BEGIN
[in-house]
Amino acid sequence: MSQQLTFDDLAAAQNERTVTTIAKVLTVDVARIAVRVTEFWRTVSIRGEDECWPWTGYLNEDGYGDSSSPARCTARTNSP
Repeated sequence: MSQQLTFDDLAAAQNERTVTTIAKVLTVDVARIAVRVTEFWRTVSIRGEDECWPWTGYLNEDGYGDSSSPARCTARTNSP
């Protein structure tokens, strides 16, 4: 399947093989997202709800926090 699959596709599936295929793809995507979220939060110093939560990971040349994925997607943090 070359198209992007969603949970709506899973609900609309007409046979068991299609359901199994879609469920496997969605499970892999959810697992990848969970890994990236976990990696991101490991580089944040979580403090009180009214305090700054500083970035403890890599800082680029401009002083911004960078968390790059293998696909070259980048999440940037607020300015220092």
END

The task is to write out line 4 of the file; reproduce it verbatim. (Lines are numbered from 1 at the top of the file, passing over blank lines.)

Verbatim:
């Protein structure tokens, strides 16, 4: 399947093989997202709800926090 699959596709599936295929793809995507979220939060110093939560990971040349994925997607943090 070359198209992007969603949970709506899973609900609309007409046979068991299609359901199994879609469920496997969605499970892999959810697992990848969970890994990236976990990696991101490991580089944040979580403090009180009214305090700054500083970035403890890599800082680029401009002083911004960078968390790059293998696909070259980048999440940037607020300015220092």